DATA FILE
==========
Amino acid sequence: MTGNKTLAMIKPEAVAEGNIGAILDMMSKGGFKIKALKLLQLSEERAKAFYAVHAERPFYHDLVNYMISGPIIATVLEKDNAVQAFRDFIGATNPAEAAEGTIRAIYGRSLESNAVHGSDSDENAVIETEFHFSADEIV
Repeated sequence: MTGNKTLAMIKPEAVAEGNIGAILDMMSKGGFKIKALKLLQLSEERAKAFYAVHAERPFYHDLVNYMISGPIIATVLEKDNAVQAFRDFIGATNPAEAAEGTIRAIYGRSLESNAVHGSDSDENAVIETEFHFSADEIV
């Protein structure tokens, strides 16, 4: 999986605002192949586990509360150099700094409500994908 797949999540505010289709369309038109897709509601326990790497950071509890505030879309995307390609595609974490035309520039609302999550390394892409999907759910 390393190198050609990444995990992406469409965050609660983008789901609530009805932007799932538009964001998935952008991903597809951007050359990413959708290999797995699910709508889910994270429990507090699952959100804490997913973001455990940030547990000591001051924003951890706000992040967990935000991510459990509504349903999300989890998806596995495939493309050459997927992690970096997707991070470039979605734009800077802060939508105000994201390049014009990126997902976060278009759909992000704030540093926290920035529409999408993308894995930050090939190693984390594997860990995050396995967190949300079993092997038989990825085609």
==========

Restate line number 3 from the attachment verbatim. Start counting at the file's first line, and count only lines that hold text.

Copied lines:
């Protein structure tokens, strides 16, 4: 999986605002192949586990509360150099700094409500994908 797949999540505010289709369309038109897709509601326990790497950071509890505030879309995307390609595609974490035309520039609302999550390394892409999907759910 390393190198050609990444995990992406469409965050609660983008789901609530009805932007799932538009964001998935952008991903597809951007050359990413959708290999797995699910709508889910994270429990507090699952959100804490997913973001455990940030547990000591001051924003951890706000992040967990935000991510459990509504349903999300989890998806596995495939493309050459997927992690970096997707991070470039979605734009800077802060939508105000994201390049014009990126997902976060278009759909992000704030540093926290920035529409999408993308894995930050090939190693984390594997860990995050396995967190949300079993092997038989990825085609």